Iran Sends Pilgrims Back To Haj in Test for Broader Dialogue

Iran Sends Pilgrims Back To Haj in Test for Broader Dialogue

Iranian pilgrims returned to haj this year for the first time since a deadly crush in 2015, in what could be an important confidence-building measure for dialogue on other thorny issues between Iran and Saudi Arabia.

Nearly 800 people were killed, according to Riyadh, when two large groups of pilgrims arrived at a crossroads east of Mecca. Counts by countries of repatriated bodies showed over 2,000 people may have died, including more than 400 Iranians.

Iran's Supreme Leader has said his people would never forget that "catastrophe", but President Hassan Rouhani suggested a trouble-free haj this year could help build confidence in other areas of dispute between the arch-rivals.

So far, Iranian pilgrims say they are satisfied.

Relations between Shiq-led Iran and Sunni power Saudi Arabia are at their worst in years, with each accusing the other of subverting regional security and supporting opposite sides in conflicts in Syria, Iraq and Yemen.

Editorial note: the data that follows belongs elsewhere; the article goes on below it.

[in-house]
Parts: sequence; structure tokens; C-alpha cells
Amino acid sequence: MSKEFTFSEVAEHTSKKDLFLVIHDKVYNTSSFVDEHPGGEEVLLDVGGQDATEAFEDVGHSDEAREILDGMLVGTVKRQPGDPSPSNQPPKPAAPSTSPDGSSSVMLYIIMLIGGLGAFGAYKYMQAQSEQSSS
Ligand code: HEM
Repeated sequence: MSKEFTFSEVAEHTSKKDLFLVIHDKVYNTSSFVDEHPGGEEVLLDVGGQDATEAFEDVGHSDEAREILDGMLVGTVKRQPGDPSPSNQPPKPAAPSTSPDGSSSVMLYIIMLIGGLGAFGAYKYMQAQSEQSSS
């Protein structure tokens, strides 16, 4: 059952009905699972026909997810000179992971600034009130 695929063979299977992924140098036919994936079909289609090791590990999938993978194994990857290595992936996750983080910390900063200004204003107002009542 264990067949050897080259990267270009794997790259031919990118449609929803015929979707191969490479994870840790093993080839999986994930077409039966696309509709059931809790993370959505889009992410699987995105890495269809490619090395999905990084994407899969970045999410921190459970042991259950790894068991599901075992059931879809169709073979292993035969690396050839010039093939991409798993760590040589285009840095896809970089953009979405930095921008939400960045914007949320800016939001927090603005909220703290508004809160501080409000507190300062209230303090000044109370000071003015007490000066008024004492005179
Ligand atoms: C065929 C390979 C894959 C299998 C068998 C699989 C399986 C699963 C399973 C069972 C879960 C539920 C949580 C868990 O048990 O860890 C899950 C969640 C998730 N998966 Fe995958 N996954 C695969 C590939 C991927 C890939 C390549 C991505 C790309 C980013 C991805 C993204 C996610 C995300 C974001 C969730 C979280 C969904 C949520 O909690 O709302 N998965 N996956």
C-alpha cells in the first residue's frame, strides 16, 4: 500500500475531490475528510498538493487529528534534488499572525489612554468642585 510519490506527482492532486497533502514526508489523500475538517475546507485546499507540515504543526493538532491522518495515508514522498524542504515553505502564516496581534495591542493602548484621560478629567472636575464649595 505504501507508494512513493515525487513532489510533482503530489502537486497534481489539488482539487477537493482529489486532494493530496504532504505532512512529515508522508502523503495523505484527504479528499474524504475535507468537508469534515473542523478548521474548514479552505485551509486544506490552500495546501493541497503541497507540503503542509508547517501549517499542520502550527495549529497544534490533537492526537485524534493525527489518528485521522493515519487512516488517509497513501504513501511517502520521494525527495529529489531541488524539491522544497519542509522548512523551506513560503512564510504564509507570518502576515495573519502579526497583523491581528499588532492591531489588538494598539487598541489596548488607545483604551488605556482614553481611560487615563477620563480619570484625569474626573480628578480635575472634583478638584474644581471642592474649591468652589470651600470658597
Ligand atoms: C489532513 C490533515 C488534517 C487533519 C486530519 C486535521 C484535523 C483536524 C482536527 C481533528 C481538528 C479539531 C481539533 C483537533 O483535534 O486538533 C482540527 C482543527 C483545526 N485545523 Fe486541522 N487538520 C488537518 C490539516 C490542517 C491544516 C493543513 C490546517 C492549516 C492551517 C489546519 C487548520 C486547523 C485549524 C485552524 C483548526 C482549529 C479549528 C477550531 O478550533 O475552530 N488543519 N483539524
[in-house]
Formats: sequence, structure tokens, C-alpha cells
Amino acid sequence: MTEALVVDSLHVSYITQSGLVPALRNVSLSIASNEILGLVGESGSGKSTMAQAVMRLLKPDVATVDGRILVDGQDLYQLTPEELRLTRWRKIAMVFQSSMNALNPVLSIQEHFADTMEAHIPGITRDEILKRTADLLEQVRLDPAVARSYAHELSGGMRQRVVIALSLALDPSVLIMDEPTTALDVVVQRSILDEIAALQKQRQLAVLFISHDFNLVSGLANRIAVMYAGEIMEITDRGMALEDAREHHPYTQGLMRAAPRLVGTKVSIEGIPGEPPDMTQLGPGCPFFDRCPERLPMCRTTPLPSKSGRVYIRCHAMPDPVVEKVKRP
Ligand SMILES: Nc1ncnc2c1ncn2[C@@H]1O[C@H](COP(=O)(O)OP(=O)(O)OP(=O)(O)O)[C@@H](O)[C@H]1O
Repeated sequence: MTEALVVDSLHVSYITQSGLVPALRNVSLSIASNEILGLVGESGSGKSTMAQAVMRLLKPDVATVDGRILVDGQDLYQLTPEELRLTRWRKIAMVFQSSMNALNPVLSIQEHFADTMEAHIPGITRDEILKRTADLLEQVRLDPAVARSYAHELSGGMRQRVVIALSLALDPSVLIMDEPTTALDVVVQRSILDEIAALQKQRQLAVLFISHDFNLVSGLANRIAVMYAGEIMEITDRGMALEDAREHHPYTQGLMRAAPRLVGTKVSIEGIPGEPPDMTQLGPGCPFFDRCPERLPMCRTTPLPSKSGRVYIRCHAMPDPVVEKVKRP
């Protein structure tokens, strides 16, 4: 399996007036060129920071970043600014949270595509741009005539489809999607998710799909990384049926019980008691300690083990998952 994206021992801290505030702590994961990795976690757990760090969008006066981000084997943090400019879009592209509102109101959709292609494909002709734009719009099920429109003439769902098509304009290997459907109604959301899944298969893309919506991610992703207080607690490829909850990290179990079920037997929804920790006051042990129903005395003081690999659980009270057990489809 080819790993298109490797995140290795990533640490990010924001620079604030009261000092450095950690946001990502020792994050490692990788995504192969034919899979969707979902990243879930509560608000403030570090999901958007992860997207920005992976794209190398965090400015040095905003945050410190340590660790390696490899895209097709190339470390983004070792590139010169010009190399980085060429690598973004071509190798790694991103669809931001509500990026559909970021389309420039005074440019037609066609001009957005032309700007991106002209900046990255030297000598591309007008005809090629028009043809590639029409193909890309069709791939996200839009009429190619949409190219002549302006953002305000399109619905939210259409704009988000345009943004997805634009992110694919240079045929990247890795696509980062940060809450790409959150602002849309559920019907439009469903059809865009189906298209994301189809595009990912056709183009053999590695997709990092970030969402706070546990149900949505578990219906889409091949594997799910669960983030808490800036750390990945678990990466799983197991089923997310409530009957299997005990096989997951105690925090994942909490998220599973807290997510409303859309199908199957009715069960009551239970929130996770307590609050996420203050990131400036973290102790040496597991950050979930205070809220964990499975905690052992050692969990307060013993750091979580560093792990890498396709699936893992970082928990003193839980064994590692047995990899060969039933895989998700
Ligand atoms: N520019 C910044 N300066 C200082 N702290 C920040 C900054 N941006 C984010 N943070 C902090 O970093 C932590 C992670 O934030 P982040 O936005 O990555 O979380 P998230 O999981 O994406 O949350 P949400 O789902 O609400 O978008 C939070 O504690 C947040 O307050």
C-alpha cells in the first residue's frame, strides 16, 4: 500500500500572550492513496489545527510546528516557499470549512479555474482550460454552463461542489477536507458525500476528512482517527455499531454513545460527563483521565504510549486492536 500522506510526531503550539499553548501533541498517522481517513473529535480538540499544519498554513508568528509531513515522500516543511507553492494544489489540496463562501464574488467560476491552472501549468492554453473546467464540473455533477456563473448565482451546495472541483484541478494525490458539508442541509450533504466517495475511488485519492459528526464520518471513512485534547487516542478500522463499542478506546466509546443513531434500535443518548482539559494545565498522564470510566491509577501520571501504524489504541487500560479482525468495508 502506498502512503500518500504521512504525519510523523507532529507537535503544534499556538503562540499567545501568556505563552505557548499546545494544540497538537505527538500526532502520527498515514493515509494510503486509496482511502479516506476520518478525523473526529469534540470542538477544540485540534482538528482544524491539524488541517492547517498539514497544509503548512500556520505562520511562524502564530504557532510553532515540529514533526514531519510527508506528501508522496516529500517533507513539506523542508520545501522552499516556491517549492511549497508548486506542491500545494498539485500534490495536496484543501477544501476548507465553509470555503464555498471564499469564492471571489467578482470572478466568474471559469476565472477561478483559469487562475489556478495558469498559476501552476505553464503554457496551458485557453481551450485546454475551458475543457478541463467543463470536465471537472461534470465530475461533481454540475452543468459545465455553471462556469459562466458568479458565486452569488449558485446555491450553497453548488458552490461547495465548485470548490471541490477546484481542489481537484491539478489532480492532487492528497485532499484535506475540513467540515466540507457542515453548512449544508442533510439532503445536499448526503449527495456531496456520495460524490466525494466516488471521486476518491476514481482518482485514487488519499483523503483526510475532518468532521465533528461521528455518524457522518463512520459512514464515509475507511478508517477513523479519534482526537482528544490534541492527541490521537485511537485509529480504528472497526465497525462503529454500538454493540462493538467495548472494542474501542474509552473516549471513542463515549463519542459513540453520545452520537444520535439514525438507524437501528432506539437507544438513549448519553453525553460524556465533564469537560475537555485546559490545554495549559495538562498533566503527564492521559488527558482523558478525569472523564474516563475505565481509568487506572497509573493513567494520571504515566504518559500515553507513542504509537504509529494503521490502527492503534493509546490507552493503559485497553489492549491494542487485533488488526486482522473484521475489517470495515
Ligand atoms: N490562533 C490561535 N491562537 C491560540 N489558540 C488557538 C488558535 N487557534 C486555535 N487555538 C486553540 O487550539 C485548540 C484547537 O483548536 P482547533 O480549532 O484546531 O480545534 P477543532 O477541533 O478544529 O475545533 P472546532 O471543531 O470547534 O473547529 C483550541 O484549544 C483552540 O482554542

This year, Iran issued its nearly 90,000 pilgrims blue electronic bracelets to help organizers trace and identify them.

Dozens of Iranians clad in traditional white clothes and a distinctive red mark arrived in orange buses on Wednesday (August 30) at their encampment in Mount Arafat.

Pilgrims who spoke with Reuters, many with previous experience at the haj, say their facilities and treatment by the Saudi authorities are better than in past years and include air conditioned tents.

Iranians said the Saudi authorities had asked them not to hold a traditional Shia prayer in an open space in Medina, citing it as a potential target for Islamic State militants.